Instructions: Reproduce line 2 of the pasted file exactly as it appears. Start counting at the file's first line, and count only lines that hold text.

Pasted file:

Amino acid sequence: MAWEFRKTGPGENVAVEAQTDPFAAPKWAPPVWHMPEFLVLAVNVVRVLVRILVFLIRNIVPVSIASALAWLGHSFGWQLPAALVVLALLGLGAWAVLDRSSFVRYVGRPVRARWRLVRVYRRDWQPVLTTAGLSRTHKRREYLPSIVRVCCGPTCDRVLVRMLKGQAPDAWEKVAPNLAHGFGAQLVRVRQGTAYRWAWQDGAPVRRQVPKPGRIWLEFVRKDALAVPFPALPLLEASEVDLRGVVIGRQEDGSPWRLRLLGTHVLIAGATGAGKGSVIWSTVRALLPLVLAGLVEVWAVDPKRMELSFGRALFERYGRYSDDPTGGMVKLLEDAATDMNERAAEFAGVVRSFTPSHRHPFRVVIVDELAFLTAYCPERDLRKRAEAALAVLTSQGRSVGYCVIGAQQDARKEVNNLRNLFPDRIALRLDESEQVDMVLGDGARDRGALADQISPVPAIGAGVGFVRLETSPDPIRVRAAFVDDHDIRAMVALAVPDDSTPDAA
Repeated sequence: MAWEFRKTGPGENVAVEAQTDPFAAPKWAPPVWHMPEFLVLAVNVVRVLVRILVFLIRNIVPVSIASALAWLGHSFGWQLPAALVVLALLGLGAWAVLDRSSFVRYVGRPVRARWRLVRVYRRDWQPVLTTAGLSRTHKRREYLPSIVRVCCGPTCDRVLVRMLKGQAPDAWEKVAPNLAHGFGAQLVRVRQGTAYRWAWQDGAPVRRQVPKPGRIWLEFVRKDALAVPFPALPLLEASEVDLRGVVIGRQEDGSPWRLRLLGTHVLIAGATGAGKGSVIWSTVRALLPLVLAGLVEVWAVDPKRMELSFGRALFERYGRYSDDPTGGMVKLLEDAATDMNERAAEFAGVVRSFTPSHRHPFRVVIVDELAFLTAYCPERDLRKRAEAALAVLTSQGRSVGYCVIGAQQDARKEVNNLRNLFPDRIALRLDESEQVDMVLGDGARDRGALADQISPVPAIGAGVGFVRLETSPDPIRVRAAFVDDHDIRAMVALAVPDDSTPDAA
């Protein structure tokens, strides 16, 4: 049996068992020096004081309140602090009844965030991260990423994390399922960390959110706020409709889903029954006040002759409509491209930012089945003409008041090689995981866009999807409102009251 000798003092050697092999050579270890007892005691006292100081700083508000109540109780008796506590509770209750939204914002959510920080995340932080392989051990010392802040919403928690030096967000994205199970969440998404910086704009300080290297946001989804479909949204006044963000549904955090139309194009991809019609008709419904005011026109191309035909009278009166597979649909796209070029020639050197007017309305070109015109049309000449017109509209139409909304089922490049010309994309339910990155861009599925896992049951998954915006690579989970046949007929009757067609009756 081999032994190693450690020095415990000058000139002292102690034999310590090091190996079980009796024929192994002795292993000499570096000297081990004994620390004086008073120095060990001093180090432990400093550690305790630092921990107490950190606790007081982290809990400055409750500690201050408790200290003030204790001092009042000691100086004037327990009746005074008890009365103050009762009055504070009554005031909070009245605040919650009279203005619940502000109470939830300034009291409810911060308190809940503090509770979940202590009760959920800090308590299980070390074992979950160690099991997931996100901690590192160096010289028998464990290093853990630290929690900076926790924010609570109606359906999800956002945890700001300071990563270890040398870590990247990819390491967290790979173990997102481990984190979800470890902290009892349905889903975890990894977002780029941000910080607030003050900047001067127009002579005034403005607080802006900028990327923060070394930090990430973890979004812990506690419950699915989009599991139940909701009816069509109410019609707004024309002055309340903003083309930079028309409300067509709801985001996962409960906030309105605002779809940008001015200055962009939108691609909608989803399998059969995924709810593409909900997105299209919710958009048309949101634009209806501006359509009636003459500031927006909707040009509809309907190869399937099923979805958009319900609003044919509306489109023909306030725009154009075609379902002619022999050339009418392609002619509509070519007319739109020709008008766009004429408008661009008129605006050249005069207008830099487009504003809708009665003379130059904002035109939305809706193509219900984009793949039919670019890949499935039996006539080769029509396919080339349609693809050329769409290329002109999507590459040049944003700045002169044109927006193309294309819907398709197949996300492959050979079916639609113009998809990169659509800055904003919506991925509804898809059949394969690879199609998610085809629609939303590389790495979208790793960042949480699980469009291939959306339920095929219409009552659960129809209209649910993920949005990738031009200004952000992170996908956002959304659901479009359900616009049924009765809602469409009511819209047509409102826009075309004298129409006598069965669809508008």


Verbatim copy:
Repeated sequence: MAWEFRKTGPGENVAVEAQTDPFAAPKWAPPVWHMPEFLVLAVNVVRVLVRILVFLIRNIVPVSIASALAWLGHSFGWQLPAALVVLALLGLGAWAVLDRSSFVRYVGRPVRARWRLVRVYRRDWQPVLTTAGLSRTHKRREYLPSIVRVCCGPTCDRVLVRMLKGQAPDAWEKVAPNLAHGFGAQLVRVRQGTAYRWAWQDGAPVRRQVPKPGRIWLEFVRKDALAVPFPALPLLEASEVDLRGVVIGRQEDGSPWRLRLLGTHVLIAGATGAGKGSVIWSTVRALLPLVLAGLVEVWAVDPKRMELSFGRALFERYGRYSDDPTGGMVKLLEDAATDMNERAAEFAGVVRSFTPSHRHPFRVVIVDELAFLTAYCPERDLRKRAEAALAVLTSQGRSVGYCVIGAQQDARKEVNNLRNLFPDRIALRLDESEQVDMVLGDGARDRGALADQISPVPAIGAGVGFVRLETSPDPIRVRAAFVDDHDIRAMVALAVPDDSTPDAA